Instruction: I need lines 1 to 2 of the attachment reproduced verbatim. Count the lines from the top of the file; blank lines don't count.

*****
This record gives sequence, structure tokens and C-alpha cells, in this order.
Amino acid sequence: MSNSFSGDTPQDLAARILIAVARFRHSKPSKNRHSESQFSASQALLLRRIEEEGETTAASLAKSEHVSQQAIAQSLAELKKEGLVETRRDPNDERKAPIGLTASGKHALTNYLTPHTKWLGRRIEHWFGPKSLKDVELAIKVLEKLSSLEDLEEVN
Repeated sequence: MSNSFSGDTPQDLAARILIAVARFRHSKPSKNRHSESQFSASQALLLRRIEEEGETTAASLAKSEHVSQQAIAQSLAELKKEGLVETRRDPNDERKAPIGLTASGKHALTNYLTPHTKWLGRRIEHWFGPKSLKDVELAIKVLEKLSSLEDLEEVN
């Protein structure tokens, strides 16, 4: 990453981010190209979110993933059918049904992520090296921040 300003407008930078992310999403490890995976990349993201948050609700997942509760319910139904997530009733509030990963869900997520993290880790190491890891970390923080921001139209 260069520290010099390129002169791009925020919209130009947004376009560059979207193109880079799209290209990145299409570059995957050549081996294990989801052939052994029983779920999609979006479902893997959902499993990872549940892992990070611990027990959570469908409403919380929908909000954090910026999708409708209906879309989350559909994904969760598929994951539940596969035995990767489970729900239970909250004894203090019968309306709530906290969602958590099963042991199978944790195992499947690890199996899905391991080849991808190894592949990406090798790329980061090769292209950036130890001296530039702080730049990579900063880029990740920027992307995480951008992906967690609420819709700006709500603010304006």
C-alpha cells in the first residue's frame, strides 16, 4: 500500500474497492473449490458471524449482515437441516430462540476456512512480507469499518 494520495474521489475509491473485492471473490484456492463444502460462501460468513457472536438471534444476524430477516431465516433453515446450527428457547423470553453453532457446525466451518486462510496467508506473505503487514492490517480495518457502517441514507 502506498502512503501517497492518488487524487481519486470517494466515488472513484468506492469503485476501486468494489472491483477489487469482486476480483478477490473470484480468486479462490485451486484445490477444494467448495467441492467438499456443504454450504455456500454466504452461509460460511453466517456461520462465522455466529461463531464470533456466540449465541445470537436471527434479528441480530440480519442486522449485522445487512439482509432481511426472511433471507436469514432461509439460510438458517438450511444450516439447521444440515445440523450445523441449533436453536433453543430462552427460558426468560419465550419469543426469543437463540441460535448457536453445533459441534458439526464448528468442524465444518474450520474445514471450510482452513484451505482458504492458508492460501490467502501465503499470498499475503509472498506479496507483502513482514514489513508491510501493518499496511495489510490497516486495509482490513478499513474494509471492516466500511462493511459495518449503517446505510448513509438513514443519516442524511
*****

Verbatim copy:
This record gives sequence, structure tokens and C-alpha cells, in this order.
Amino acid sequence: MSNSFSGDTPQDLAARILIAVARFRHSKPSKNRHSESQFSASQALLLRRIEEEGETTAASLAKSEHVSQQAIAQSLAELKKEGLVETRRDPNDERKAPIGLTASGKHALTNYLTPHTKWLGRRIEHWFGPKSLKDVELAIKVLEKLSSLEDLEEVN